Formula of patties added with lemon balm powder (%)
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1)N (Normal: no lemon balm powder added), C (Control: ascorbic acid 0.05% added), L1 (lemon balm powder 0.1% added), L2 (lemon balm powder 0.5% added), L3 (lemon balm powder 1.0% added).
- Proximate composition
The analysis of proximate composition of sample was conducted in accordance with Association of Official Analytical Chemists (AOAC) method (1990) , and moisture was analyzed by drying using heat at atmospheric pressure and 105℃. Crude protein was analyzed using the micro-Kjeldahl method, crude fat was analyzed using the Soxhlet extraction method, crude ash was analyzed using the ashing method, and calories were analyzed using a calorimeter (PARR 1351 Bomb Caloriemeter, USA).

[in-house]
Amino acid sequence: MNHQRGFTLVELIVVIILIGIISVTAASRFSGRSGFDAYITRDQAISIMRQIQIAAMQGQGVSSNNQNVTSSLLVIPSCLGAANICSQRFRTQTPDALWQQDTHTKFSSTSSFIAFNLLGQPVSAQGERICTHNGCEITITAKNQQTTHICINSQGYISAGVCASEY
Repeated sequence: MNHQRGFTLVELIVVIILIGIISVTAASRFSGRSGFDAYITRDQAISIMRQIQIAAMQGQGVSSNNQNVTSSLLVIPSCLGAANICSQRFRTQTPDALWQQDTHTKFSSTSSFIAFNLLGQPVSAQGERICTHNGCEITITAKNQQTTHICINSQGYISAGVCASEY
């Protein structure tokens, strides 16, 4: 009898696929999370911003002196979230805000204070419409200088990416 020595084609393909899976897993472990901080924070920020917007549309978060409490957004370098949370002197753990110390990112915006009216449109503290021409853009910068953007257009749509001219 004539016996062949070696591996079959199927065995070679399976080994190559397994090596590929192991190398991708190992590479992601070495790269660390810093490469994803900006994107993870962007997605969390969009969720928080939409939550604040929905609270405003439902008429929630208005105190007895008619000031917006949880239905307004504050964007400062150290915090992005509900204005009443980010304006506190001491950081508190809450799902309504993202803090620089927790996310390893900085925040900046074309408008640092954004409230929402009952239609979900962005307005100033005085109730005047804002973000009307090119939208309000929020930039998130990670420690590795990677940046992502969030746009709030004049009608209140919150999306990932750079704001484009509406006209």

- Measurement of water holding capacity (WHC)
The measurement of WHC was performed in accordance with the method of Laakkonen (1970) . A 12- mL tube with fine holes, the sample of 0.5±0.05 g, and the combined weight of the sample and tube were measured individually. The sample was heated for 20 min in an 80℃ water bath (HB-205SW, Hanbaek Scientific Co., Korea), and the ratio (%) of the sample weight after heating to that before heating was calculated, after cooling at room temperature for 10 min and centrifuging at 4℃ at 6,710 g for 10 min.
- Measurement of cooking loss
To examine cooking loss, the samples were preheated on an open flame for 3 sec using a home pan, and a hamburger patty was inserted into each sample and heated until the temperature in the center of the patty reached 72℃. Then, further heat treatment was conducted for 15 min. The samples were transferred in a wire net, and then the weights of the samples were measured after cooling for 30 min. The weights of patties before and after the heat treatment measured and then the reduced weight was expressed as the cooking loss (%).